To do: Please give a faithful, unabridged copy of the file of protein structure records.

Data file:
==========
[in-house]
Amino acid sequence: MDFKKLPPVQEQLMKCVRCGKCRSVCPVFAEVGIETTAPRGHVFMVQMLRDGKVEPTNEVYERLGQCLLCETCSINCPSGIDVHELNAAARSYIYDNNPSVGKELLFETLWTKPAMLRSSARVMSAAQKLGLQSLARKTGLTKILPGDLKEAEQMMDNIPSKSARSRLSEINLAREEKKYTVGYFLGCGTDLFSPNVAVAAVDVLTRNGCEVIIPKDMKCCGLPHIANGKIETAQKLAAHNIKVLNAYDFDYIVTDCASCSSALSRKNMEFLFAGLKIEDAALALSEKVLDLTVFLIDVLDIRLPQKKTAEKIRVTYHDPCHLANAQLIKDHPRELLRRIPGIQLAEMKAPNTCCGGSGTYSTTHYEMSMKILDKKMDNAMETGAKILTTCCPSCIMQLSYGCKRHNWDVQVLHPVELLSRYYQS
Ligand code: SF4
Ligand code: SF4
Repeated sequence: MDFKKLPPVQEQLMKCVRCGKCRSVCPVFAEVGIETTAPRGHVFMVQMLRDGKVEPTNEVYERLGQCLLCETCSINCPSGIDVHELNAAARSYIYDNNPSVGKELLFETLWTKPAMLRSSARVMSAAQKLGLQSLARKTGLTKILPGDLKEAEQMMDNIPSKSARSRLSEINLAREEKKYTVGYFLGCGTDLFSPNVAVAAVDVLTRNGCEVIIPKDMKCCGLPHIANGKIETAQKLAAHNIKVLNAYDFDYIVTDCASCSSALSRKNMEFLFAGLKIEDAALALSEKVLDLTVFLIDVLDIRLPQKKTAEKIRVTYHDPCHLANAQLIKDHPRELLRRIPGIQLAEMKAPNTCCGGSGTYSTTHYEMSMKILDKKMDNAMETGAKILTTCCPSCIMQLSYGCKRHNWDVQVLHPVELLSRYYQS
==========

[in-house]
Amino acid sequence: MDFKKLPPVQEQLMKCVRCGKCRSVCPVFAEVGIETTAPRGHVFMVQMLRDGKVEPTNEVYERLGQCLLCETCSINCPSGIDVHELNAAARSYIYDNNPSVGKELLFETLWTKPAMLRSSARVMSAAQKLGLQSLARKTGLTKILPGDLKEAEQMMDNIPSKSARSRLSEINLAREEKKYTVGYFLGCGTDLFSPNVAVAAVDVLTRNGCEVIIPKDMKCCGLPHIANGKIETAQKLAAHNIKVLNAYDFDYIVTDCASCSSALSRKNMEFLFAGLKIEDAALALSEKVLDLTVFLIDVLDIRLPQKKTAEKIRVTYHDPCHLANAQLIKDHPRELLRRIPGIQLAEMKAPNTCCGGSGTYSTTHYEMSMKILDKKMDNAMETGAKILTTCCPSCIMQLSYGCKRHNWDVQVLHPVELLSRYYQS
Ligand code: SF4
Ligand code: SF4
Repeated sequence: MDFKKLPPVQEQLMKCVRCGKCRSVCPVFAEVGIETTAPRGHVFMVQMLRDGKVEPTNEVYERLGQCLLCETCSINCPSGIDVHELNAAARSYIYDNNPSVGKELLFETLWTKPAMLRSSARVMSAAQKLGLQSLARKTGLTKILPGDLKEAEQMMDNIPSKSARSRLSEINLAREEKKYTVGYFLGCGTDLFSPNVAVAAVDVLTRNGCEVIIPKDMKCCGLPHIANGKIETAQKLAAHNIKVLNAYDFDYIVTDCASCSSALSRKNMEFLFAGLKIEDAALALSEKVLDLTVFLIDVLDIRLPQKKTAEKIRVTYHDPCHLANAQLIKDHPRELLRRIPGIQLAEMKAPNTCCGGSGTYSTTHYEMSMKILDKKMDNAMETGAKILTTCCPSCIMQLSYGCKRHNWDVQVLHPVELLSRYYQS